Two decades ago, when I was trying to sell my first book from a 30-page outline, during my time in New York, I received absolutely splendid news. “The secrets of Southern womanhood” had read the outline then made a call to an editor at Random House.
She said, “they would pay whatever we want for this book!”
Stunned, I sat up straight on the sofa then jumped to my feet. It was incredible, unexpected. “How much do we want”, I whispered in shock.
“We’re not taking any offers? If Random House wants it this much, other publishers will, too. Come up and lay some of your Southern charm on them.”
I booked a flight, he arranged meetings and, one by one, we hurried excitedly from one well-known publisher to another. It was the Time-Life Building on the Avenue of Americas that brought tears to my eyes. I remembered watching the opening credits of the TV show, That Girl, and how she scurried across the walkway in front of that building. I could not believe my blessing. It was too good to feel real.
We met with Warner Books at Time-Life amidst an assembly of editors, marketing people, and a wonderful young publicist, Tina, who has now risen to the top media position at Harper Collins. In fact, everyone in that room would go on to become major publishing stars. One was a young editor named Amy Einhorn who was the one considering the acquisition of What Southern Women Know (That Every Woman Should).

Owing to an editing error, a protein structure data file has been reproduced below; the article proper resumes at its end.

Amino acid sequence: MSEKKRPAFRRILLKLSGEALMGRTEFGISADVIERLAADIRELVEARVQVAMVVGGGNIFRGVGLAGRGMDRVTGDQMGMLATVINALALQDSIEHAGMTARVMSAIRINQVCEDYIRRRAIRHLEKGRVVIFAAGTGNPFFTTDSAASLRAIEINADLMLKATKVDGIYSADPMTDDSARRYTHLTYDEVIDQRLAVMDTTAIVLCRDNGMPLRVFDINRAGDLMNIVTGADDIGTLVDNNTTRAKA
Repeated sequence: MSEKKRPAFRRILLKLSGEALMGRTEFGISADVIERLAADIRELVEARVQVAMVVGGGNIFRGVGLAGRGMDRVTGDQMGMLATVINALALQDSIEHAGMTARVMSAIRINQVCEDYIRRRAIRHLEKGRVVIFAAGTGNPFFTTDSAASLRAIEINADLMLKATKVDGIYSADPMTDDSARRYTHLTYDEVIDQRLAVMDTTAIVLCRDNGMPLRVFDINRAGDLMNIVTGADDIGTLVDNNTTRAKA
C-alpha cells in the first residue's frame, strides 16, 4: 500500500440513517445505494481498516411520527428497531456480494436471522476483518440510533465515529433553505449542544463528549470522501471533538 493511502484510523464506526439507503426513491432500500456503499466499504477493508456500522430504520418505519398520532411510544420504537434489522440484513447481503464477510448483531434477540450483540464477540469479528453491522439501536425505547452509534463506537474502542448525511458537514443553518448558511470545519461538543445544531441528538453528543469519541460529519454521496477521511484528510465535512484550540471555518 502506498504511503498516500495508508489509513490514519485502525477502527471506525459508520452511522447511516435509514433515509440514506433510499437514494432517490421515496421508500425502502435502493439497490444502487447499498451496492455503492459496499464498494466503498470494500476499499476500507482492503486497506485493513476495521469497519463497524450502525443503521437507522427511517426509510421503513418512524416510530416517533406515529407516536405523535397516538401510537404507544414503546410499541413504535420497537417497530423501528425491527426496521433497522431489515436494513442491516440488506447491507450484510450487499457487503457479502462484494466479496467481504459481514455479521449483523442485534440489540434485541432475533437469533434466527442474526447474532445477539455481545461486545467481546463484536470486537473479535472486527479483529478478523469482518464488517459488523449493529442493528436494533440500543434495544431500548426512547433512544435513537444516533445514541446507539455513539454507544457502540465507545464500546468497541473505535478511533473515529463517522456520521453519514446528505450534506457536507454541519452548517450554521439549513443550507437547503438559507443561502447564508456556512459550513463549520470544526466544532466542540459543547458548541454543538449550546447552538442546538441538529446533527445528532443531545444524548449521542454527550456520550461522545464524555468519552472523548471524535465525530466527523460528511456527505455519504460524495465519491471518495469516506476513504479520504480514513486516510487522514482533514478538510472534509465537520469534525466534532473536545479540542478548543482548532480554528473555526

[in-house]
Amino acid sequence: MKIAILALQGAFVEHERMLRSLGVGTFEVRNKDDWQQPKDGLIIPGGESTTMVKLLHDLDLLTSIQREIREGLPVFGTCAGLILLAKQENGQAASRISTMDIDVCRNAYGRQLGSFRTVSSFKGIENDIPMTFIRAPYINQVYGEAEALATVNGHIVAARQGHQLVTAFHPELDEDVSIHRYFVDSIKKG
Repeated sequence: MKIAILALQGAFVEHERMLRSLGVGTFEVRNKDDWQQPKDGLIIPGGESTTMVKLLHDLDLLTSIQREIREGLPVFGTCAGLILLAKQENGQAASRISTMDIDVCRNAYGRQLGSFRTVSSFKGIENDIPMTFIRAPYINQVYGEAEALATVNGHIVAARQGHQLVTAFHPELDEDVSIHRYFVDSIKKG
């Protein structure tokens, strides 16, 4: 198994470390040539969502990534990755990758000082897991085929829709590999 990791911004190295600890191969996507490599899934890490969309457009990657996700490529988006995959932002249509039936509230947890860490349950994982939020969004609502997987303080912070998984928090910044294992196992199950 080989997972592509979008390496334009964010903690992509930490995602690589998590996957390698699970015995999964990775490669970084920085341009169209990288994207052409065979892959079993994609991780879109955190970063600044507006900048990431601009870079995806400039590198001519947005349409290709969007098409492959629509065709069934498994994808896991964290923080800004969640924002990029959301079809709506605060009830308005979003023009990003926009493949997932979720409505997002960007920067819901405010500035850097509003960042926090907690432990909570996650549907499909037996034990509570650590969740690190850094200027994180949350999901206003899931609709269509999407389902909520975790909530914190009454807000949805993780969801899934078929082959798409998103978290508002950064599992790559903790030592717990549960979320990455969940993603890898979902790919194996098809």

The meeting was spirited and fun though the Warner people were tough and straight forward with their questions. It became apparent they liked my answers as they began looking at each other, nodding, then expressing opinions on why they thought my outline could turn into “What I really want to know is how you Southern women can say anything you want and make it so charming.”
I had a Southern woman once for a boss. She could have told me to jump into the “Yes, Sweet As Vinegar Pie” and explain that a criticism should be preceded by two compliments then completed with another compliment. No one had ever heard of vinegar pie but the people of the Appalachians knew it well: the vinegar is the acidity like a lemon but its bitterness is covered in a cup and a half of sugar.
Just like a typical Southern woman.
I thought of this recently when the Wall Street Journal had a story about the merits of vinegar pie which the writer said was once called “desperation pie” since the vinegar was delicious.
Amy was the first to place a bid during the auction for my book though, eventually, it was won by Penguin Putnam. I was so grateful for her thoughtful suggestion that added depth to the book that when I discovered she was expecting a baby, I crocheted a baby blanket and mailed it to her at the Time-Life Building.
Her genius has been proven. She has edited so many bestsellers that she was awarded the highest honor in the industry: her own publishing imprint of Amy Einhorn.
It’s hard to know if she still has the blanket I made for her baby but the gift she gave me – that chapter – will always be cherished by me.
•Ronda Rich is the best-selling author of Let Me Tell You Something. Visit www.rondarich.com to sign up for her free weekly newsletter.